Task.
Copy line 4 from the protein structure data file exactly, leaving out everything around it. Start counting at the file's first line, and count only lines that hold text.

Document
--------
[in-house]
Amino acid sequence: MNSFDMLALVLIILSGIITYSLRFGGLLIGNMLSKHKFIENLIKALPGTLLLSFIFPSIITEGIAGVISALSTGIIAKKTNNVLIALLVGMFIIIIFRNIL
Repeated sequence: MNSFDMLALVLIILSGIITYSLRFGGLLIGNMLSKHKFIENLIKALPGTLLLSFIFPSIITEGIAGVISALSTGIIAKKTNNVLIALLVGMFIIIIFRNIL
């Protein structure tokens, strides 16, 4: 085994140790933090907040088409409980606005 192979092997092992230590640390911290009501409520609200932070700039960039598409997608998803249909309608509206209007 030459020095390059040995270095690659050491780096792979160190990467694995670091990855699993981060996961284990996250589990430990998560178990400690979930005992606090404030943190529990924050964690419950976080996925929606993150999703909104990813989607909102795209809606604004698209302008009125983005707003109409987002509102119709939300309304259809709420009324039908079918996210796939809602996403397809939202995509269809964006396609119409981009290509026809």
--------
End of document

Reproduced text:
């Protein structure tokens, strides 16, 4: 085994140790933090907040088409409980606005 192979092997092992230590640390911290009501409520609200932070700039960039598409997608998803249909309608509206209007 030459020095390059040995270095690659050491780096792979160190990467694995670091990855699993981060996961284990996250589990430990998560178990400690979930005992606090404030943190529990924050964690419950976080996925929606993150999703909104990813989607909102795209809606604004698209302008009125983005707003109409987002509102119709939300309304259809709420009324039908079918996210796939809602996403397809939202995509269809964006396609119409981009290509026809």